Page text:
The following material has been extracted from "The Advanced Communications Technology Satellite" book by Richard Gedney, Ron Schertler and Frank Gargione.
NASA had a very significant role in the establishment of satellite communications, first with the Syncom program to prove the feasibility of the geo-synchronous orbit and later with the ATS and CTS programs, which developed the C and Ku bands and led to the establishment of the commercial satellite communications industry. At this point, NASA directed its efforts to other space endeavors, expecting that the industry would continue the needed technology development to keep the industry viable and competitive.
NASA's Re-entry into Communication R&D
In 1974, several organizations began to assess the consequences of NASA's decision to essentially eliminate satellite communication activities that focused on commercial applications . The Electronic Industries Association (EIA) issued a position paper in January 1974, which urged NASA to reconsider its decision. In January 1975, the American Institute of Aeronautics and Astronautics (AIAA) issued a similar report. It urged NASA to re-enter the communication satellite field by sponsoring new families of application technology satellites. The report argued that from 1960 to 1973, "the federal government took the dominant role in communication satellite research and development, thereby providing the basis for low-risk operational system development by private enterprise in the 1960s and 1970s."
In the fall of 1975, NASA asked the National Research Council (NRC) to consider and report on the question: "Should federal research and development on satellite communication be resumed and, if so, what is the proper federal role in this field?" To undertake the study, the NRC formed a Committee on Satellite Communications, under the auspices of the Space Application Board. After studying this question, the consensus of the committee was that major advances in communication satellite technology required government investment, particularly in the areas where high technical risks were involved. This committee concluded that satellite communication R&D was an appropriate federal responsibility, and that NASA should resume the research and development activities needed to provide the new technology for future commercial communication needs. The NRC committee recommended, in a 1977 report , that NASA implement an experimental satellite communication technology flight program based on an assessment of need, technology projections, and service concept development. It recommended that the technical design of any NASA experimental communication satellite should support several end user service concepts, and that appropriate user groups should assist in the conceptual definition of both the needed technology and the experiments themselves.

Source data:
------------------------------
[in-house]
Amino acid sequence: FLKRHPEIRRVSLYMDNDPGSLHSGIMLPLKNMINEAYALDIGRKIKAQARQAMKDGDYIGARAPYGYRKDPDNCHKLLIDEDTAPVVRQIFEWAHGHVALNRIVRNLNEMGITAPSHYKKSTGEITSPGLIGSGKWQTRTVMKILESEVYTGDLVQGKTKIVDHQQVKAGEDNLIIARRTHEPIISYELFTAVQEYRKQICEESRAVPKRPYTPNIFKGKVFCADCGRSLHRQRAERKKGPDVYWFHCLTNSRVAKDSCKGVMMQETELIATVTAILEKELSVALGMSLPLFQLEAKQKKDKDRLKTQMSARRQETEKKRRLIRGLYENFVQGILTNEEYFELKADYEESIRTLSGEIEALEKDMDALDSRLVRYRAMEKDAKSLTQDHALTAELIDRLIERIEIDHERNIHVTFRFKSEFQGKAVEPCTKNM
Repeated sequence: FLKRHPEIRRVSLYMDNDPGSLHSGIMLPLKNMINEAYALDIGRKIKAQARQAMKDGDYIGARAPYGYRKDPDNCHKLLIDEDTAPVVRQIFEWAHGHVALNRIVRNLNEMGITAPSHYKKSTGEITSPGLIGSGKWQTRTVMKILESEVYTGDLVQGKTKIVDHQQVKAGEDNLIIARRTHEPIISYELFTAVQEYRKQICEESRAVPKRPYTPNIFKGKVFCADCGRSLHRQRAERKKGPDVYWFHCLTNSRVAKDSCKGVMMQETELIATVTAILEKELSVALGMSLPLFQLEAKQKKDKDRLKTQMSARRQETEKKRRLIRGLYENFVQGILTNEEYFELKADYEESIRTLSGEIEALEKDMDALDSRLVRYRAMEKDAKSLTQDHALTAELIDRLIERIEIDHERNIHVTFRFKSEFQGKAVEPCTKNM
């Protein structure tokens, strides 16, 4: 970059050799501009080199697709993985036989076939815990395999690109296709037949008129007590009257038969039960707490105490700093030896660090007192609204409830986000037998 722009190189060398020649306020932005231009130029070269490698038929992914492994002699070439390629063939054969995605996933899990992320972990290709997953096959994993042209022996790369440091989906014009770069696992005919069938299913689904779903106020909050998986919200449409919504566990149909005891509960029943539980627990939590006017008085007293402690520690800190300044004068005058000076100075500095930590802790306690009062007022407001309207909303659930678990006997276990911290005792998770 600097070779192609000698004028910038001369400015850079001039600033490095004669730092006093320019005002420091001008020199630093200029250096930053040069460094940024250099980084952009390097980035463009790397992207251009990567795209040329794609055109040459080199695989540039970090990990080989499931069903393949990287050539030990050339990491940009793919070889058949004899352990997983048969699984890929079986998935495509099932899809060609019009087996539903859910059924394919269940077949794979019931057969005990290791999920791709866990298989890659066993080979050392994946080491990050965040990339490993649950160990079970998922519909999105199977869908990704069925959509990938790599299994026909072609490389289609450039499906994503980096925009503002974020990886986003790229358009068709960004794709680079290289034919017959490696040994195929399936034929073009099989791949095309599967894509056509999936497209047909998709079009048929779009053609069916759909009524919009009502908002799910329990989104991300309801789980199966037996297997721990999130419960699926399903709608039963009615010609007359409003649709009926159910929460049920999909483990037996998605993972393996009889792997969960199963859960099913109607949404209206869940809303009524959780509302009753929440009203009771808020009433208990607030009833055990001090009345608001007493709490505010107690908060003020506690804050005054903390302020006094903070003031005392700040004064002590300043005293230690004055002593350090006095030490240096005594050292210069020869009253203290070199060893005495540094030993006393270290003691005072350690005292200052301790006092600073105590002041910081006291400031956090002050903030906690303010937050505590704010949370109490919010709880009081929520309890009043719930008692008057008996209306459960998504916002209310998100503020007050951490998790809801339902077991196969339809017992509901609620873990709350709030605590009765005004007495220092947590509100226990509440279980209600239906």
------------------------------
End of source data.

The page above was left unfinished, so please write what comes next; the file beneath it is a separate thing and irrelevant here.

Based on the results of the NRC report, the increasing demand for domestic voice, video, and data traffic, and the foreign competition and prospects of trade disparity, President Jimmy Carter saw fit to reinstate federal sponsorship of communication satellite technology. Official sanction for NASA to resume its responsibility was contained in the October 1978 Presidential Directive (PD-42). This directive stated, "NASA will undertake carefully selected communication technology R&D. The emphasis will be to provide better frequency and orbit utilization approaches."
The NASA Satellite Communication Program for the 1980s
In 1978, as a result of the Presidential Directive, NASA began the process of rebuilding its R&D activities in the communication satellite arena [13,14,15]. The future technology program was planned in cooperation with the National Research Council's Space Applications Board Subcommittee on Satellite Communications, whose membership consisted of leading common carriers, spacecraft manufacturers, and representatives of communication users.
Market & System Studies